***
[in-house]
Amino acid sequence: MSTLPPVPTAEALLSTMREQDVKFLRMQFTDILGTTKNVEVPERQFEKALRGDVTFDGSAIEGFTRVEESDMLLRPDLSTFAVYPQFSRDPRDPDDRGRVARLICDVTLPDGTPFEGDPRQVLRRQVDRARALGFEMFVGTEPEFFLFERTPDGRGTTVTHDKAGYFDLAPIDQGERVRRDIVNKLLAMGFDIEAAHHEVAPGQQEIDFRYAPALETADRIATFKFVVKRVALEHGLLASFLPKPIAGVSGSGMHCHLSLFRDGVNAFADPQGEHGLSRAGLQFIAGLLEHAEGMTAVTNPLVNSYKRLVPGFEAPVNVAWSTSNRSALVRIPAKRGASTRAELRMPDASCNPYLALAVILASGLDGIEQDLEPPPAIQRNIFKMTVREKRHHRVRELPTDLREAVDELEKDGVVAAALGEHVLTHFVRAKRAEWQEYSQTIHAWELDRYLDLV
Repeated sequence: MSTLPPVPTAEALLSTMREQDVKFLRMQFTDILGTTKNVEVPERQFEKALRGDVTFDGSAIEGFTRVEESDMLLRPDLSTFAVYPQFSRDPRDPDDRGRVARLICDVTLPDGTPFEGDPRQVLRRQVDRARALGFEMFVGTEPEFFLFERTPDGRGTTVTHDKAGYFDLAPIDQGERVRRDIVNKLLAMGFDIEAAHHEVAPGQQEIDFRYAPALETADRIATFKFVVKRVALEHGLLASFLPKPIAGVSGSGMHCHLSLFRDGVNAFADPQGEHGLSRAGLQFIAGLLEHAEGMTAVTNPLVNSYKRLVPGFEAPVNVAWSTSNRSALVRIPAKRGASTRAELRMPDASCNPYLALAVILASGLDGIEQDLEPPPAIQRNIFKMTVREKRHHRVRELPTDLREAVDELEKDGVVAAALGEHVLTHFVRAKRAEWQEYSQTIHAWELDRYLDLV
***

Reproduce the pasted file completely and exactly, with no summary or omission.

[in-house]
Amino acid sequence: MSTLPPVPTAEALLSTMREQDVKFLRMQFTDILGTTKNVEVPERQFEKALRGDVTFDGSAIEGFTRVEESDMLLRPDLSTFAVYPQFSRDPRDPDDRGRVARLICDVTLPDGTPFEGDPRQVLRRQVDRARALGFEMFVGTEPEFFLFERTPDGRGTTVTHDKAGYFDLAPIDQGERVRRDIVNKLLAMGFDIEAAHHEVAPGQQEIDFRYAPALETADRIATFKFVVKRVALEHGLLASFLPKPIAGVSGSGMHCHLSLFRDGVNAFADPQGEHGLSRAGLQFIAGLLEHAEGMTAVTNPLVNSYKRLVPGFEAPVNVAWSTSNRSALVRIPAKRGASTRAELRMPDASCNPYLALAVILASGLDGIEQDLEPPPAIQRNIFKMTVREKRHHRVRELPTDLREAVDELEKDGVVAAALGEHVLTHFVRAKRAEWQEYSQTIHAWELDRYLDLV
Repeated sequence: MSTLPPVPTAEALLSTMREQDVKFLRMQFTDILGTTKNVEVPERQFEKALRGDVTFDGSAIEGFTRVEESDMLLRPDLSTFAVYPQFSRDPRDPDDRGRVARLICDVTLPDGTPFEGDPRQVLRRQVDRARALGFEMFVGTEPEFFLFERTPDGRGTTVTHDKAGYFDLAPIDQGERVRRDIVNKLLAMGFDIEAAHHEVAPGQQEIDFRYAPALETADRIATFKFVVKRVALEHGLLASFLPKPIAGVSGSGMHCHLSLFRDGVNAFADPQGEHGLSRAGLQFIAGLLEHAEGMTAVTNPLVNSYKRLVPGFEAPVNVAWSTSNRSALVRIPAKRGASTRAELRMPDASCNPYLALAVILASGLDGIEQDLEPPPAIQRNIFKMTVREKRHHRVRELPTDLREAVDELEKDGVVAAALGEHVLTHFVRAKRAEWQEYSQTIHAWELDRYLDLV